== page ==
Mortgage modifications are changes in the terms of a mortgage loan designed to make it more affordable to the borrower. Generally, modifications are available only to borrowers in default, or in imminent danger of default from impending rate increases that will make the mortgage payment unaffordable to them. The purpose is to cure or avoid the default, thereby avoiding foreclosure.
Homeowners in or faced by default should request a modification. They are very unlikely to get one if they don’t ask, and the stakes are very high: they can save their house, though probably not their credit.
The Default Requirement
Viewed from the standpoint of the investor, the requirement that to be eligible for a modification a borrower must be in default, or in imminent danger of default, make good sense. If a loan will pay off on schedule without a modification, there is no reason for the investor to bear the cost of a modification. The financial rationale of a modification is that, without it, the loan will go to foreclosure, and this will cost the investor more than the modification. The best indicator of whether or not a loan will foreclose without a modification is whether or not it is now in default.
Viewed from the standpoint of the borrower, the default requirement is patently unfair, and it is. But much of what happens during a financial crisis is unfair. The default requirement is an unavoidable fact of life, and borrowers have to deal with it the best way they can.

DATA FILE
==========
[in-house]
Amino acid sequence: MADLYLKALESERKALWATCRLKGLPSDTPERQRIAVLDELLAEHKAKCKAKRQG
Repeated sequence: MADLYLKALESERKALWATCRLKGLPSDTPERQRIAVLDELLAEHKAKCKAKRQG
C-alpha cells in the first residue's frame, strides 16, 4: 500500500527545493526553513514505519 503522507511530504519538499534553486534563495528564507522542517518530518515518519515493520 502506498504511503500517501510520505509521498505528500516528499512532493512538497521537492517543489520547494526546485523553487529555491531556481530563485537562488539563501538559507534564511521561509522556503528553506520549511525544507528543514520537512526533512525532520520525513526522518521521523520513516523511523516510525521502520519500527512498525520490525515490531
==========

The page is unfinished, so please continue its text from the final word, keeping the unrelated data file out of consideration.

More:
Note: About 5 months after the first version of this articled was written, the Federal Government attempted to moderate the inequity associated with the practice of limiting modifications to borrowers in default. The Making Home Affordable program establishes a “hardship” criteria for eligibility that does not require the borrower to be in default. See The Administration’s Plan to Help Troubled Borrowers.
The Lender’s Modification Decision
In most cases, the decision on a modification is not made by the firm that owns the loan. It is made by a firm servicing the loan under contract to the owner. The owner could be a single lender, or it could be a group of investors who own pieces of a mortgage-backed security collateralized by a pool of loans.
Whoever the owner, the servicing firm is contractually obligated to find the solution to payment problems that will minimize loss to the owner. If the lowest-cost solution is a contract modification, great, everyone involved prefers a modification to a foreclosure. But if a foreclosure would generate lower costs for the owner, the decision will be to foreclose. The cost of foreclosure to the borrower does not enter the decision.
Yet the decision is far from cut and dried, and it can be materially affected by whether and how the borrower presents his case. On this issue, I have benefited from an exchange with Warren Brasch, an attorney who represents borrowers seeking loan modifications (email@example.com).
The Importance of the Homeowner’s Equity
Perhaps the most important factor affecting the modification decision is the amount of equity the borrower has in his property. If the borrower has enough equity in the property to pay any deferred interest plus foreclosure expenses, foreclosure is almost bound to be the lower-cost solution.
Equity depends on property value, which the borrower is much better positioned to know than the servicer. The borrower knows or can easily find out how many houses in the neighborhood are for sale, and what the trend has been in recent sale prices. In a weakening market, it is easy for the lender to over-estimate value and the borrower must prevent that.